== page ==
Over the last several years, the concept of cloud computing rapidly transitioned to reality. Cloud is the simple concept of having another company provide the technological building blocks needed to run the credit union.
Most credit unions are already using these cloud computing building blocks, like outsourcing online banking in an ASP (Application Service Provider) format or utilizing a service bureau solution. However, it is the next three to four years that hold the promise for how cloud will transform the way we work and think about technology.
Leveraging the cloud can be as simple as outsourcing website hosting or as complex as running virtual data centers, servers, SANs, etc. Over the past few months, I have noticed an interesting change in the cloud discussions we have with clients. Instead of explaining how this is safe and secure-the conversation has advanced to "show me how to get there and meet the FFIEC/NCUA requirements."
Issues For Small & Large CUs
There are many smaller credit unions that will be able to quickly and easily transition to the cloud. Once there, they will have to confront the challenges of managing a vendor to provide the service versus managing the internal components. The good news is that this should lead the conversation to be strategic vs. tactical. The bad news is that your hosting provider will still need regular communication and direction from you to know how to deliver the right technology to meet the credit union's business plans. This requires a partnership as opposed to a traditional client/vendor relationship and makes vendor selection even more critical.
Sharing your strategic direction related to membership growth, corporate culture/values and basic product deployment philosophy needs to be in sync in order for the provider to deliver the promise of the cloud.
For larger credit unions, the shift may take much longer. Large credit unions can have as many as one server for every two to three employees. Often, these credit unions have legacy technology and applications that are only provided by one or two vendors. This can mean many servers with older software, different databases and applications, none of which can be standardized. This is where the power of hosted services can deliver value. It is because of this large diversity of technology that cloud can help reduce costs, enhance efficiency and guarantee uptime.
Four Critical Building Blocks
We believe there are four critical building blocks that enable the credit union to be "cloud ready." They include:
* Bandwidth. Without high speed, redundant bandwidth, the credit union should not consider moving to the cloud. Just as people shouldn't go into a crowded room with only one exit, you will need options. Bandwidth is cheaper than ever and redundancy is absolutely obtainable without an additional spend.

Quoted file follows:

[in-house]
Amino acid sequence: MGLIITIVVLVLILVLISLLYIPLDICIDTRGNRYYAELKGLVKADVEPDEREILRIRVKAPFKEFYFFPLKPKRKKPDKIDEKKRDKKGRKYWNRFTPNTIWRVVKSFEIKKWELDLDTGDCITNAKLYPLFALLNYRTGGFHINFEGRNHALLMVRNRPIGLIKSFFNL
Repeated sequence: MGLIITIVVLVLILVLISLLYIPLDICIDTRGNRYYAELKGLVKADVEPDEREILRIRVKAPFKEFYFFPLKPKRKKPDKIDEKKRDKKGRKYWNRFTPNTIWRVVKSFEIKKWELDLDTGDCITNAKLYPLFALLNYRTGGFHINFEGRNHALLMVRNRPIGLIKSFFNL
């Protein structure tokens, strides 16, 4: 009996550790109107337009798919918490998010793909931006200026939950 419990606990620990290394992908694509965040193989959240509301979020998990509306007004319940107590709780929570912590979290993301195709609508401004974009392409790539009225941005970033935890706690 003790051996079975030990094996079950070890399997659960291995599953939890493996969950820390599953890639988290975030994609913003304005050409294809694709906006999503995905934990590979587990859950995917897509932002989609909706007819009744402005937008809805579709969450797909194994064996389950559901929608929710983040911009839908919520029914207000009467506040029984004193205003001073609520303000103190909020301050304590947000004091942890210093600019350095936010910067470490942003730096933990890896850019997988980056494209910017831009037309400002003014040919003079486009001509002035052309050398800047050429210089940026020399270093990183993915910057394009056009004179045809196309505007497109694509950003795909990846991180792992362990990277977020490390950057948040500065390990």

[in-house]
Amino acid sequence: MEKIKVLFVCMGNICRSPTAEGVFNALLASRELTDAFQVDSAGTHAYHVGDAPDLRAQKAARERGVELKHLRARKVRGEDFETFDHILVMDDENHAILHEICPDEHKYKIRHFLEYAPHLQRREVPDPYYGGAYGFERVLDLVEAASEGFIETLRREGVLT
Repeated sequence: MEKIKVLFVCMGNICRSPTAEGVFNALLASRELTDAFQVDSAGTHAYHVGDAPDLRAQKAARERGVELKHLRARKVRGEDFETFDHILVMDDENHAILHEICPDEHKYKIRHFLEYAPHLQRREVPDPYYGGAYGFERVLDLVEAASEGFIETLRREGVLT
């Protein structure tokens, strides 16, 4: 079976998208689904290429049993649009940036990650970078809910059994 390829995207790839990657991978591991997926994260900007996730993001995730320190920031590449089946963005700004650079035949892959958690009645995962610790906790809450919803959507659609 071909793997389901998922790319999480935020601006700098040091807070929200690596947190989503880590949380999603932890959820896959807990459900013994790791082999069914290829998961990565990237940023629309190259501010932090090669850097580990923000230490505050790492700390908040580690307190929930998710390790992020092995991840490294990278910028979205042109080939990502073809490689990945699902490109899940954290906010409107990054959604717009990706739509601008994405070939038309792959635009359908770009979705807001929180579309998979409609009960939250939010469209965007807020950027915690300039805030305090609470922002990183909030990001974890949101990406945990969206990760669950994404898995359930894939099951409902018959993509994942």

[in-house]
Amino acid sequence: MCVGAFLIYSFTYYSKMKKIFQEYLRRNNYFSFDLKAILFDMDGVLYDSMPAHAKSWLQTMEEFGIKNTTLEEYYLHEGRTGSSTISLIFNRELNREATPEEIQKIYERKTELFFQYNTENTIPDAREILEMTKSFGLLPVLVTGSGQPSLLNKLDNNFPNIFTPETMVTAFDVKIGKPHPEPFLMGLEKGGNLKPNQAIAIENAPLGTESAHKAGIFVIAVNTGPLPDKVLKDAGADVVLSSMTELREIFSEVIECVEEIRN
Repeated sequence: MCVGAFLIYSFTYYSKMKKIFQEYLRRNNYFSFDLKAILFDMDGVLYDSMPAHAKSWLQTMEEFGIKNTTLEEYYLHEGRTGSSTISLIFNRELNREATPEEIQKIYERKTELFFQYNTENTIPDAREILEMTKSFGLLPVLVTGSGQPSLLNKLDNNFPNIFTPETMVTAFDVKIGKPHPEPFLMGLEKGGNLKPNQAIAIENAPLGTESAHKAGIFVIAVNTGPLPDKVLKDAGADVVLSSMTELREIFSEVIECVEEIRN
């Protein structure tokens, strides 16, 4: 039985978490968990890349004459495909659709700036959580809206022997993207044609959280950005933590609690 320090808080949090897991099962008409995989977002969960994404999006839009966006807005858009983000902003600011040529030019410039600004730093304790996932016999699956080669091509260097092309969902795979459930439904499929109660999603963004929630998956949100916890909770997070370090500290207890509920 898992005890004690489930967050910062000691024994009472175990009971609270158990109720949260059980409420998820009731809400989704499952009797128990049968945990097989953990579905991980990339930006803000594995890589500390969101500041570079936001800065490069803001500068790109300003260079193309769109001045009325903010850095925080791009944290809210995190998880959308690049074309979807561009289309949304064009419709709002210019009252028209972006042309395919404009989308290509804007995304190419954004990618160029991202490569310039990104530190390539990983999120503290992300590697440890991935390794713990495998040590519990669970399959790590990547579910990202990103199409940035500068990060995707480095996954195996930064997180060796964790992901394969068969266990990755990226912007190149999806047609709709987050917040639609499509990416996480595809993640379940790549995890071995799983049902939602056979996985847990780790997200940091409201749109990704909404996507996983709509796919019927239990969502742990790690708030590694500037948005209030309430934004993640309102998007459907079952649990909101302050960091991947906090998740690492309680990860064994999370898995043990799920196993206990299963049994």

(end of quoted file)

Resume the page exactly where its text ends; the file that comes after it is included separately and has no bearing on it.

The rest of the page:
* Messaging. The modern workforce has evolved beyond e-mail to include various collaboration methods. This requires solid tools to enable instant chats, video chats and on-demand screen shares that can connect both internal and external vendors while maintaining security. Once moved to the cloud, not only will you see a significant improvement in these tools, but lower costs, more options and better up-time. Finding a provider that deploys Microsoft's ADFS (Active Directory Federation Services) enables the credit union's platform to be synchronized with the provider's so that users don't need additional logins. This enables the credit union to move more applications to the cloud in the future.
Collaboration & Recovery
* Hosted VOIP. Moving your entire phone system to the cloud further enables your collaboration tools. Imagine being able to talk to your employees through your iPad while working on your laptop. Then remembering you have an appointment you have to get to, pushing *11 on your cell and having the conversation move with you. Enabling call recording, call routing or a new marketing message becomes as easy as logging onto the website and configuring your options. Adding a new employee takes one to two minutes plus you have enabled the organization to leverage future cloud services.
* Disaster Recovery. Moving to real-time replication or 15-minute snapshots with your DR provider allows you to test the quality of the cloud with less day to day risk. If you don't feel confident that your provider can recover you in the worst of times, you probably shouldn't be using them in the best of times. Moving to the cloud for DR enables you to test, tweak, and determine if your cloud provider is a good fit for production.
Each of these paths represents a strong block that will allow your credit union to take full advantage of the cloud in the future. Many have already deployed the Disaster Recovery step. Add in the other building blocks and get ready to wake-up (or better yet sleep soundly) in a year or two, not worrying about an air conditioning upgrade in your data center, or proposing an expensive SAN to your board.
Instead, you will be focused on mining the data from your members' shopping behaviors for early loan opportunity detection or figuring out how to engage Gen Y with peer to peer payments, and getting a full night's sleep.
Kirk Drake is CEO of Ongoing Operations, a Hagerstown, Md.-based CUSO. For info: www.ongoingoperations.com.